Last night on The Late Show, Stephen Colbert brought activist/Fortune “Greatest Leader”/rare-Beyoncé-Twitter-followee DeRay McKesson onto the show to discuss Black Lives Matter, Campaign Zero — McKesson’s “ten point platform to end police violence” — white privilege, and how the recent Democratic Debate addressed it. (McKesson notes that this was the first time Hillary had brought up white privilege directly during a debate, and meanwhile that Martin O’Malley “still has some work to do.)
At the beginning of their dialogue, McKesson describes Beyoncé as “woke,” and Stephen Colbert announces that he doesn’t know what “woke” means. Thus begins the interview that leads Colbert — and intends to lead audiences — to heightened wokeness, with Colbert attempting hyperawareness of his whiteness and privilege — and of course the intersection of the two.
Colbert’s approach seemed to be geared more towards shaking the casual/not-so-casual racist complacency of the ignorant (those who posted “#AllLivesMatter” on social media) rather than about having an in-depth conversation about the specifics of, say, Campaign Zero. The host begins by asking basic questions about the Black Lives Matter movement, and the fact that it made so many white people uncomfortable.
“People are uncomfortable about talking the racist history of this country and what we need to do to undo the impact of racism,” says McKesson. “But we know that we can’t change it unless we address it, right?”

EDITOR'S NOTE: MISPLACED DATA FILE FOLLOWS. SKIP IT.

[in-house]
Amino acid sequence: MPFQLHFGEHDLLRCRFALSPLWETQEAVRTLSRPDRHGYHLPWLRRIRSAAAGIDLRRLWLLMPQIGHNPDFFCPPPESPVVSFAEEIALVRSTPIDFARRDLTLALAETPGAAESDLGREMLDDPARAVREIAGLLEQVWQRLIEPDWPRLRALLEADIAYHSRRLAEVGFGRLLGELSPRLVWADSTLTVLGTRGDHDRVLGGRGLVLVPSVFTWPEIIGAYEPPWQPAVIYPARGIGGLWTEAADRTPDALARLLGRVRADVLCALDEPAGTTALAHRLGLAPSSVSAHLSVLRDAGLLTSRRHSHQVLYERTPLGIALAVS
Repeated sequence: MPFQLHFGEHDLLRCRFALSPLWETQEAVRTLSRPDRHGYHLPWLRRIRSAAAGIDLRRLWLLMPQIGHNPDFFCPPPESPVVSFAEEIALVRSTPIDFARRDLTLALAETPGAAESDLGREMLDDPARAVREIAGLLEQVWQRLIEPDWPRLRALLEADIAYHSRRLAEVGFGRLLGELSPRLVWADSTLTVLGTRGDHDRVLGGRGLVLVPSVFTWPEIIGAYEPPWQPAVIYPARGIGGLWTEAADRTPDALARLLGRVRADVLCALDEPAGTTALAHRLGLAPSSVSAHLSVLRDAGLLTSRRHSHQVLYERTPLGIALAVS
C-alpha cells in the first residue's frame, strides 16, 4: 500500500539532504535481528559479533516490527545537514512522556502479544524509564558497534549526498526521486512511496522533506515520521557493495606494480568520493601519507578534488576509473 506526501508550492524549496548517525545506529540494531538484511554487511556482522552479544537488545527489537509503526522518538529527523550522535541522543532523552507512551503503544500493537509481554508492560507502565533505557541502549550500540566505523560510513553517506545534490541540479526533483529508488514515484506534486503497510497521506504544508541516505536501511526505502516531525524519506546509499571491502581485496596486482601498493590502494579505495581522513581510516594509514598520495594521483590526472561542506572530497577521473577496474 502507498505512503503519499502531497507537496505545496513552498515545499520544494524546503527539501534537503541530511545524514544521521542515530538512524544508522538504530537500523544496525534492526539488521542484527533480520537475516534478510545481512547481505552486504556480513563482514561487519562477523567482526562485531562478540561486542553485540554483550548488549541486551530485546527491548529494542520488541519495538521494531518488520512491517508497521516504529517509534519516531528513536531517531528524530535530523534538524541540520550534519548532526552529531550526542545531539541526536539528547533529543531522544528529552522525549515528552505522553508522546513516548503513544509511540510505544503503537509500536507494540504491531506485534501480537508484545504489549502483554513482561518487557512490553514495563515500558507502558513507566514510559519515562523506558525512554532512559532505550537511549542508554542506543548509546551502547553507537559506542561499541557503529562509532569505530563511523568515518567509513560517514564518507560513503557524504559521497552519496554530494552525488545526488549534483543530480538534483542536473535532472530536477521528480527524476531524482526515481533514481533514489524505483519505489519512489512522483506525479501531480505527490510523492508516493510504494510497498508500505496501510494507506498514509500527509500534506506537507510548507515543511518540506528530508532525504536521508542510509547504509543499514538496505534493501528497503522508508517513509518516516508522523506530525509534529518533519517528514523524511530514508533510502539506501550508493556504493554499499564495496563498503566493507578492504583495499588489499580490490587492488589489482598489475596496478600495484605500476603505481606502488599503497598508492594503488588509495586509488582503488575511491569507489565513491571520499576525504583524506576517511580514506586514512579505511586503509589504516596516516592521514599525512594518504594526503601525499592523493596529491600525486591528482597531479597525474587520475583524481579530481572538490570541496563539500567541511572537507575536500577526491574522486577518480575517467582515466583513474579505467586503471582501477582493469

Colbert mentions the knee-jerk semantic opposition to the movement — again, the fact that even some democratic candidates like Martin O’Malley responded to it with “All Lives Matter.” McKesson says that “it’s such a distraction — we know that if All Lives Matter was true, we wouldn’t have to be on the streets.”
Colbert continues to play devil’s advocate, asking, “Will you admit that being a policeman is a dangerous occupation?”
“I think there are many dangerous occupations in this country,” says McKesson. “The police have the power to kill people. That means they have a different responsibility and accountability that is not present right now. They kill people and they aren’t accountable for that — we haven’t seen many indictments or convictions across the country, and that isn’t okay.”
Colbert brings up the fact yesterday was MLK Day, and asks about how today’s civil rights movement compares to that of Martin Luther King, Jr.’s time. McKesson says:
People misremember King today — they remember the safe King, they don’t remember the radical revolutionary King. He talked about redistribution of wealth and economic justice. He was much more aggressive than the dream that people remember. What’s different about the Civil Rights movement is technology…which has accelerated the pace of organizing in ways that are really powerful.
Towards the end of the interview, Colbert questions how to dismantle his own white privilege — and even the way it may speak to the current interviewer/interviewee dynamic — and switches seats with McKesson.
Watch the full interview: